Where, as here, the claimant continues to meet applicable earnings requirements, his age on the date of final decision governs the question of disability, though the determination of onset remains a function of his age at the operative time in the past. Varley v. Secretary of Health & Human Servs., 820 F.2d 777, 780-81 (6th Cir.1987); Walhood v. Secretary of Health & Human Servs., 875 F.Supp. 1278, 1284 (E.D.Tex.1995); see Emory v. Sullivan, 936 F.2d 1092, 1094 (10th Cir.1991)(citing alleged onset date and date of Secretary's final decision as "times pertinent to the Secretary's inquiry" with respect to age of claimant); see, e.g., Nielson v. Sullivan, 992 F.2d 1118, 1120 (10th Cir.1993)(relying on claimant's age at time of ALJ's decision); Eggleston v. Bowen, 851 F.2d 1244, 1248 (10th Cir.1988)(same). Thus, with respect to the ALJ's assessment of plaintiff's employment prospects at step five, where the Secretary bears the burden of proof, it was a critical error not to obtain expert testimony accounting for the vocationally significant change in plaintiff's chronological status before the second hearing.4 See Nielson, 992 F.2d at 1120-21 (holding ALJ's misstatement of plaintiff's age in hypothetical inquiry, placing him in younger age category than that applicable on date of decision, undermined probative value of expert's resultant opinion); cf. Hargis v. Sullivan, 945 F.2d 1482, 1492 (10th Cir.1991)("Testimony elicited by hypothetical questions that do not relate with precision all of a claimant's impairments cannot constitute substantial evidence to support the Secretary's decision.").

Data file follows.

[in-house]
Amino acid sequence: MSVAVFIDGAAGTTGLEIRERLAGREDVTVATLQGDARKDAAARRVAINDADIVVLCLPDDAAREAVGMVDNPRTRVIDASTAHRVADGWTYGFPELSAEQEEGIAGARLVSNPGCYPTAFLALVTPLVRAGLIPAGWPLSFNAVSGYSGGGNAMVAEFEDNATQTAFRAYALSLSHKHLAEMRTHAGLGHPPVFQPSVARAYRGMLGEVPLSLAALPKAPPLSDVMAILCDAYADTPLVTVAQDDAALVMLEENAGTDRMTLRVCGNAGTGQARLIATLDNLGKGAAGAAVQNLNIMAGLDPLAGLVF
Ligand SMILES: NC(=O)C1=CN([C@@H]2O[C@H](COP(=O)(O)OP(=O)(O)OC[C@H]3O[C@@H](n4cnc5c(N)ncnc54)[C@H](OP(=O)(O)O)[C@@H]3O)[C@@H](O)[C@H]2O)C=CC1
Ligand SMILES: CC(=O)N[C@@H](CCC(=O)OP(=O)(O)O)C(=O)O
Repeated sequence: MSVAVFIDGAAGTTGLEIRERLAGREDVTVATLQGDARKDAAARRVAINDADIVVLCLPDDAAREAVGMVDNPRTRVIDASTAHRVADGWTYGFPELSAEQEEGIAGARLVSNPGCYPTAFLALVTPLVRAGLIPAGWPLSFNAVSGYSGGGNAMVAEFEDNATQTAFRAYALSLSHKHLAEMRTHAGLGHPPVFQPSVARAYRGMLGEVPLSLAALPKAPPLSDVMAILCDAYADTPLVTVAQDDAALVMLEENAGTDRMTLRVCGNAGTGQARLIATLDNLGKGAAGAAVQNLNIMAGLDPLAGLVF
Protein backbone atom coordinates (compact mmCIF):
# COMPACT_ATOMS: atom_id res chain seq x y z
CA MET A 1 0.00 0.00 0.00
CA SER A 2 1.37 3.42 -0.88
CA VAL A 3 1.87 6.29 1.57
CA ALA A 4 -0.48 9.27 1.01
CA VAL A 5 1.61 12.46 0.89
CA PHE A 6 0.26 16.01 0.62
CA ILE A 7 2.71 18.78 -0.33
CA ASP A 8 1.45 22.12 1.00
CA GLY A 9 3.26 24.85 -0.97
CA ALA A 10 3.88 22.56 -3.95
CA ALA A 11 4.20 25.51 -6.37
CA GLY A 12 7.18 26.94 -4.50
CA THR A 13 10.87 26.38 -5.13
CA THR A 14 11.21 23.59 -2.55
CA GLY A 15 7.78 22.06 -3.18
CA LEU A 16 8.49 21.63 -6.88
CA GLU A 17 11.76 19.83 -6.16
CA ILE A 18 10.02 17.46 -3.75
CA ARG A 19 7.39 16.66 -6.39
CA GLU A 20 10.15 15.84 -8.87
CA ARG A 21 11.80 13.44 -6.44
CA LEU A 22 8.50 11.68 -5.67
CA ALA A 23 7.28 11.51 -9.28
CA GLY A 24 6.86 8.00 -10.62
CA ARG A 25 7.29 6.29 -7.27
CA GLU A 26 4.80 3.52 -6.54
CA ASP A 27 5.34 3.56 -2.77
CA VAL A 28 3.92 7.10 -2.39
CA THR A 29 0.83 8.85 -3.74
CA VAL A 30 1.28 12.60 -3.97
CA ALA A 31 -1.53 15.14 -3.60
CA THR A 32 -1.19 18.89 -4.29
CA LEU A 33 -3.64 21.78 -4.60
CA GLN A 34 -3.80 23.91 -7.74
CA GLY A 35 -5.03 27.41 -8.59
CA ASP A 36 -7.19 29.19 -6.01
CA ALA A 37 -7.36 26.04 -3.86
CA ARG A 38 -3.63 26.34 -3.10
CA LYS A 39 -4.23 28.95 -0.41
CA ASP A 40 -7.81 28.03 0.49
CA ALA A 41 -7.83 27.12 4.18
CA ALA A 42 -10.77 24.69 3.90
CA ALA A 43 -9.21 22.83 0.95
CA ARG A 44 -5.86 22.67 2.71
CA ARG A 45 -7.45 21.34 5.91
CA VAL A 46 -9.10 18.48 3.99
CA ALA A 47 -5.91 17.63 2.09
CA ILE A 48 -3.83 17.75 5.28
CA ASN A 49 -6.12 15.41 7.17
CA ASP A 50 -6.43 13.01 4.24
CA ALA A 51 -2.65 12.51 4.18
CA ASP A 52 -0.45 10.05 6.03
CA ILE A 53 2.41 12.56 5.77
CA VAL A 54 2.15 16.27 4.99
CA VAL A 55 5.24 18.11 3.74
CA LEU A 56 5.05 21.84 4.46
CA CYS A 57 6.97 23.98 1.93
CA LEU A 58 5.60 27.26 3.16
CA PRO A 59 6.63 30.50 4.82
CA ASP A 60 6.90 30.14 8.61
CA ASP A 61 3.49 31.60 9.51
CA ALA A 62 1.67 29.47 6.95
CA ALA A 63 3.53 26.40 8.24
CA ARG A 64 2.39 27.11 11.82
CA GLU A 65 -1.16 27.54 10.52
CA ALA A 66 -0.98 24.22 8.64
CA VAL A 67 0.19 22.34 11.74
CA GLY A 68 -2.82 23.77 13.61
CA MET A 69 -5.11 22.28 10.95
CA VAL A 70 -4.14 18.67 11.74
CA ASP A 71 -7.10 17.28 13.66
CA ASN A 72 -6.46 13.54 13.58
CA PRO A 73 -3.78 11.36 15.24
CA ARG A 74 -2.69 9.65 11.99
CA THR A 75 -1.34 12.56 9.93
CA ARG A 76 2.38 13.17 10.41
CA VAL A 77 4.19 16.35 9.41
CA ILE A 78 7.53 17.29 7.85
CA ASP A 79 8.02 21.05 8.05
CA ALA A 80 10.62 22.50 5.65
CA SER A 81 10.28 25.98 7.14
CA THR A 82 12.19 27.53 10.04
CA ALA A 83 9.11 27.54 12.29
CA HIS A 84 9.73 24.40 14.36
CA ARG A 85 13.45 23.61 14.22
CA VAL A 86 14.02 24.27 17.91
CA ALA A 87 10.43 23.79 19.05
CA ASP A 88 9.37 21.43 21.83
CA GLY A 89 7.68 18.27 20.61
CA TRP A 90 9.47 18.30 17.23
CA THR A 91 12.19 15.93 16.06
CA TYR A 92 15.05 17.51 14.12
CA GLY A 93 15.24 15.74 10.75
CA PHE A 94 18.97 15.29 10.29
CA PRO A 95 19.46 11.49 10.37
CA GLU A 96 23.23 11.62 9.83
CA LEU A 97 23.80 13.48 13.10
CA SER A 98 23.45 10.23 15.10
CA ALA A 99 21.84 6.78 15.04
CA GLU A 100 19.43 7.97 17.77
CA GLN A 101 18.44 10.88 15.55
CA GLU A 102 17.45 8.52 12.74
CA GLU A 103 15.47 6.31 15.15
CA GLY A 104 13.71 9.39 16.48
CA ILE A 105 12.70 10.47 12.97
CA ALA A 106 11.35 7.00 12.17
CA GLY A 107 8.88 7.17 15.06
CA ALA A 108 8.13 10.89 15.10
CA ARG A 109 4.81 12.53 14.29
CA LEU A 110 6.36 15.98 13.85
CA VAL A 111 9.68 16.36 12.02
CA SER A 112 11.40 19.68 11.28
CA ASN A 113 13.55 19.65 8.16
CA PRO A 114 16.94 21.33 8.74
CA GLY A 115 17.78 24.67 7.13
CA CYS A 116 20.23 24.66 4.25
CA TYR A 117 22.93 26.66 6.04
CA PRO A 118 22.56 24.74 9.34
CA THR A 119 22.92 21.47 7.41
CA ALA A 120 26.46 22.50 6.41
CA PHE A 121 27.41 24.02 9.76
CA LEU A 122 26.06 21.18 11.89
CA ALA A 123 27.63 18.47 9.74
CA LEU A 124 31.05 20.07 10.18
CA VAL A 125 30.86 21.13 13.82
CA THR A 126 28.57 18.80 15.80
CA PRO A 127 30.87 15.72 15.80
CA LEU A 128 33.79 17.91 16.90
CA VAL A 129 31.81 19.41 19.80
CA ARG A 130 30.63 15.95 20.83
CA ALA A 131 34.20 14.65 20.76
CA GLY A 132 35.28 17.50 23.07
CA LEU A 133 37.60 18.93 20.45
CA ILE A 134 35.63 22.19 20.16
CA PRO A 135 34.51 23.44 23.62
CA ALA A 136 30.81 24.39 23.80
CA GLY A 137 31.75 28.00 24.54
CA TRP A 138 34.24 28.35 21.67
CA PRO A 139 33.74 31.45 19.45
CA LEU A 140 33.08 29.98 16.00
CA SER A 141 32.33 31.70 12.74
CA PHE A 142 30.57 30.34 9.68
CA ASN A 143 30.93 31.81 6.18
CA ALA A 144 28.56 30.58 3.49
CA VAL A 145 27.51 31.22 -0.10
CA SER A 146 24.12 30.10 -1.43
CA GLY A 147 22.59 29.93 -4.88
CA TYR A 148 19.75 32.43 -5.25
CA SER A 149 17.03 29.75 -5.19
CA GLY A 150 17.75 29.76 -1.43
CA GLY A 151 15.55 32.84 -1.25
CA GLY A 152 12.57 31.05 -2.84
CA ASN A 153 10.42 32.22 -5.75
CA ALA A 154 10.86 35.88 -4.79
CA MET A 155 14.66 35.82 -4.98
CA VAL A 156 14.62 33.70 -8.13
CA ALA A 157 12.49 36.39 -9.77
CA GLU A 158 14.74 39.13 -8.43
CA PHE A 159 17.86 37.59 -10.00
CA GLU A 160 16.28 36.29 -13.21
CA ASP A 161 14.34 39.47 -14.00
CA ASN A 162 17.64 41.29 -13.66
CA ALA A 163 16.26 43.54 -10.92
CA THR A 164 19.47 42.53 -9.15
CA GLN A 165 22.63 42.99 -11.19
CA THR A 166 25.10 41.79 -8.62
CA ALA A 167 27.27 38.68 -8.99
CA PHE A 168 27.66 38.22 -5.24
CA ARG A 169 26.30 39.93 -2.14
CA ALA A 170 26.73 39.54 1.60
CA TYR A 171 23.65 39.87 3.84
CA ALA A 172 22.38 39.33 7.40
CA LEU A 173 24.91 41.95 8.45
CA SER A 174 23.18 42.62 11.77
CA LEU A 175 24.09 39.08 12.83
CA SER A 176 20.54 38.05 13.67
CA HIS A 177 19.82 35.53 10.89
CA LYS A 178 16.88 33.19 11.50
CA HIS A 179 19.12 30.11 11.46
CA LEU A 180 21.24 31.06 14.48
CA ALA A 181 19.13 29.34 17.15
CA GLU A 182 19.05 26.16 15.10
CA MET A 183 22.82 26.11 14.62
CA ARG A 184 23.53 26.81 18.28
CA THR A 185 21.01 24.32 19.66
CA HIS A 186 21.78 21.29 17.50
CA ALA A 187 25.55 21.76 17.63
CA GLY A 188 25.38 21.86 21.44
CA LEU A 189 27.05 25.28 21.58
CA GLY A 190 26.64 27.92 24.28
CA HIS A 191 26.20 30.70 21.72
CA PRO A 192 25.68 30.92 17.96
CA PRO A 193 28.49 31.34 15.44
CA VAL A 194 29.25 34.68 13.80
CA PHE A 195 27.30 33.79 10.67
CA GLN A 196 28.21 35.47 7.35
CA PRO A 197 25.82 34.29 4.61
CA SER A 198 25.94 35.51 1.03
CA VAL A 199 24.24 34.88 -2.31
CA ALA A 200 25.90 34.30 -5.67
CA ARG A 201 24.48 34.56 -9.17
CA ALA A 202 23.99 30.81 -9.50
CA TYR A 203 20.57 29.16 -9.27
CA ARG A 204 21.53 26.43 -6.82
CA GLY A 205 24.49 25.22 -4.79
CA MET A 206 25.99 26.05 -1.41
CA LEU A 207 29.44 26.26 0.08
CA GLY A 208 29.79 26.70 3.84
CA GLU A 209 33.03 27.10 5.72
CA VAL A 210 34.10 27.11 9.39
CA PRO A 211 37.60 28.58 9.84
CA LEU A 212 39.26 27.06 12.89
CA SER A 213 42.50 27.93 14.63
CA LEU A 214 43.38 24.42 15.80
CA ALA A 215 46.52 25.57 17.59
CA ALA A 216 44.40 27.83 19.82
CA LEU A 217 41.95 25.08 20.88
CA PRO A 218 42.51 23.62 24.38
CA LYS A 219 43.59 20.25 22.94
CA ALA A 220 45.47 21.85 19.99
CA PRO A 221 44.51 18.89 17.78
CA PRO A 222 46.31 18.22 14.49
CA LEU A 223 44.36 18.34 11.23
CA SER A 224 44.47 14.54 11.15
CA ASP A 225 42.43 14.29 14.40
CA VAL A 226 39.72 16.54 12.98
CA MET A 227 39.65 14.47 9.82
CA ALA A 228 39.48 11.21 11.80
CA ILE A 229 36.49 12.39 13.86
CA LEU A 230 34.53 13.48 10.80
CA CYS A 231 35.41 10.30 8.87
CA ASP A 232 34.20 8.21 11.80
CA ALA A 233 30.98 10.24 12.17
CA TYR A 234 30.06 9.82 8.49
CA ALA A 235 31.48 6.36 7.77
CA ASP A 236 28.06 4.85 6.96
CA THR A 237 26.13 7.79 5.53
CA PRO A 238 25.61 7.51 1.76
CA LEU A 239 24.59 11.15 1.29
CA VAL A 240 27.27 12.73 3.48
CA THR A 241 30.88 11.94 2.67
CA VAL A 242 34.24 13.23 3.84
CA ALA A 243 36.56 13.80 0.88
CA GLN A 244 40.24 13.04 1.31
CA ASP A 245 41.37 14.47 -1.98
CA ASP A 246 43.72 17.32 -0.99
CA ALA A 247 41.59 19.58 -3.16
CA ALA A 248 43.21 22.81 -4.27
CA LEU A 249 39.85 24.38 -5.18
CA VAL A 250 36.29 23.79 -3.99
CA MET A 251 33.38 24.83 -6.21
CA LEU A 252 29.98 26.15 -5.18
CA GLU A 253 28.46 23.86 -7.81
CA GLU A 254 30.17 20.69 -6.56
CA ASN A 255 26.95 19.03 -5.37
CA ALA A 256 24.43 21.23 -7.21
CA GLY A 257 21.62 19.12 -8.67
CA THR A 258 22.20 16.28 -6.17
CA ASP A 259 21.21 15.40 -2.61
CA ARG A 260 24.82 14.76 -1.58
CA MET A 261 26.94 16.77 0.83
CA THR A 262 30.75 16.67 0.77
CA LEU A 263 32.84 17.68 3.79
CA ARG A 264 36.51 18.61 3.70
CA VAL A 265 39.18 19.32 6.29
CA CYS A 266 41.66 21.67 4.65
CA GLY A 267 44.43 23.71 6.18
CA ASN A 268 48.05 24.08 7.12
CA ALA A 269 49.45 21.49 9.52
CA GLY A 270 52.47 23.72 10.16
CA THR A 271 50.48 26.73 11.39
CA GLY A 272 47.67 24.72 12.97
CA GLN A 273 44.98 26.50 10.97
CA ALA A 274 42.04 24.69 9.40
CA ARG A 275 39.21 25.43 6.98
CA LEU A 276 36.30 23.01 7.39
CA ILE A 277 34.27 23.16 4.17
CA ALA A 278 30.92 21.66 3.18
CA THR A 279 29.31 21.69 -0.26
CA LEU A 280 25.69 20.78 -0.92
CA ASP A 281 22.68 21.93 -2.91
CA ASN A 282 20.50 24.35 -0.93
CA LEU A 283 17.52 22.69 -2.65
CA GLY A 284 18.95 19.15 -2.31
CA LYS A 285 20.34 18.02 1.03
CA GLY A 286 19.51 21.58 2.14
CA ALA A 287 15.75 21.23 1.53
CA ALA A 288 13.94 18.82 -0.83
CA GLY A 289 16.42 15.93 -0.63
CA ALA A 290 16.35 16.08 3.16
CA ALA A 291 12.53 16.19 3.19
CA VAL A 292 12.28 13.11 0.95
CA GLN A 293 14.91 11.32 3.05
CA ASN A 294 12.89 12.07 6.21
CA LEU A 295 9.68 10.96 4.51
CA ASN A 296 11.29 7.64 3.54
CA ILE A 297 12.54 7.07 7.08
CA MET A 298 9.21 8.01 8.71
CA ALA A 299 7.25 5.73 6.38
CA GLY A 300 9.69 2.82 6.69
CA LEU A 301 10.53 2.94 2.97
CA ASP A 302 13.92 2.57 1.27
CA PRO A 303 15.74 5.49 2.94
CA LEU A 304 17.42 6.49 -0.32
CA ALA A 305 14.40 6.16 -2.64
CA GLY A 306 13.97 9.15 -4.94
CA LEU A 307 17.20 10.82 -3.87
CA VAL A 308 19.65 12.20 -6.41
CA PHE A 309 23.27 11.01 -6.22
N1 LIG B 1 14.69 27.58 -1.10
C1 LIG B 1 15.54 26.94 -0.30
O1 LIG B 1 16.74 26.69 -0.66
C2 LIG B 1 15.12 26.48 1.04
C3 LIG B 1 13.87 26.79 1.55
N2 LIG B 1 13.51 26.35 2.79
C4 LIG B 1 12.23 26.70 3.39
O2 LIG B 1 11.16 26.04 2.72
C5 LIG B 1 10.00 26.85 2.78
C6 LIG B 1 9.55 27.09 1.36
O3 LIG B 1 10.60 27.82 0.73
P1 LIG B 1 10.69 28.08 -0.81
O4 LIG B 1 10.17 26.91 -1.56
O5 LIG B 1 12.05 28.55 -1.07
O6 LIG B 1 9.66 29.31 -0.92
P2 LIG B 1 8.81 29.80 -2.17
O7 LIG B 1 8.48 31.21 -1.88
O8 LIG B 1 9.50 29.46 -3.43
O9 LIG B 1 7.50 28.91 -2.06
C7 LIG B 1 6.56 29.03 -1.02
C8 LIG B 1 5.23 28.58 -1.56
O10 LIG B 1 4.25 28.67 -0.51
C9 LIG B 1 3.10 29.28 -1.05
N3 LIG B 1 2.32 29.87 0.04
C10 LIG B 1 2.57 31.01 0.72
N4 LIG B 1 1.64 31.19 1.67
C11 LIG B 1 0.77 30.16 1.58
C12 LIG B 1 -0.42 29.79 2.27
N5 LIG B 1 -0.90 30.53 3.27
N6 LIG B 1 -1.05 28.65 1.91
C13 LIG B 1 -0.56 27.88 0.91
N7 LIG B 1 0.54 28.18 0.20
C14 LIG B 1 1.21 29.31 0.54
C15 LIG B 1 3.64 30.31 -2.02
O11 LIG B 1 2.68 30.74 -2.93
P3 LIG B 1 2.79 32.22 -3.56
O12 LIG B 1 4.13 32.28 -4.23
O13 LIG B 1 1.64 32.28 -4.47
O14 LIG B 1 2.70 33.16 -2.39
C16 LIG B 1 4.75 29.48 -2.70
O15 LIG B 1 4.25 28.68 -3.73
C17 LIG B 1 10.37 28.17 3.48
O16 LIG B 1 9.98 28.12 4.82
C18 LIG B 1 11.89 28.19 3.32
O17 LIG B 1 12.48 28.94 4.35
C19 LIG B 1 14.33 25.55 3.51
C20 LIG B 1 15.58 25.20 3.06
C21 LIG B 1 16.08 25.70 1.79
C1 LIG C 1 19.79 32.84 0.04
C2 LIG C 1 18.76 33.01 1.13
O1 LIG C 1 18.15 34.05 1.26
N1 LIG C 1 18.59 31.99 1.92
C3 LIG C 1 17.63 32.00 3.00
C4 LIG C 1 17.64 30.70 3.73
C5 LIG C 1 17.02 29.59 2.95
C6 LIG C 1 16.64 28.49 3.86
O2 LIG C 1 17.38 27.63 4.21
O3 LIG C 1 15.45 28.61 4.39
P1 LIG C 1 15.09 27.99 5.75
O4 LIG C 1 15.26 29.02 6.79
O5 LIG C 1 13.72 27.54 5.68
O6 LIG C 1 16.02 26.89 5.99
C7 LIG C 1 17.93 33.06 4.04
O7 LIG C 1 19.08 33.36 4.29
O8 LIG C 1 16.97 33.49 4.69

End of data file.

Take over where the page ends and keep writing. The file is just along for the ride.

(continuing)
The transcript of plaintiff's first hearing clearly reflects the vocational expert's reliance on his status as a younger person. The expert prefaced her identification of available sedentary jobs involving no transferable skills (inconsistent with the Secretary's regulations for persons approaching advanced age) by saying, "Because [plaintiff] is in the under fifty category which is considered a younger individual, we could look at the ... unskilled sedentary occupations...." R. Vol. II at 74. And, in her decisive response to the hypothetical inquiry incorporating plaintiff's sit/stand limitation, she identified only sedentary work without transferable skills, id. 76-77.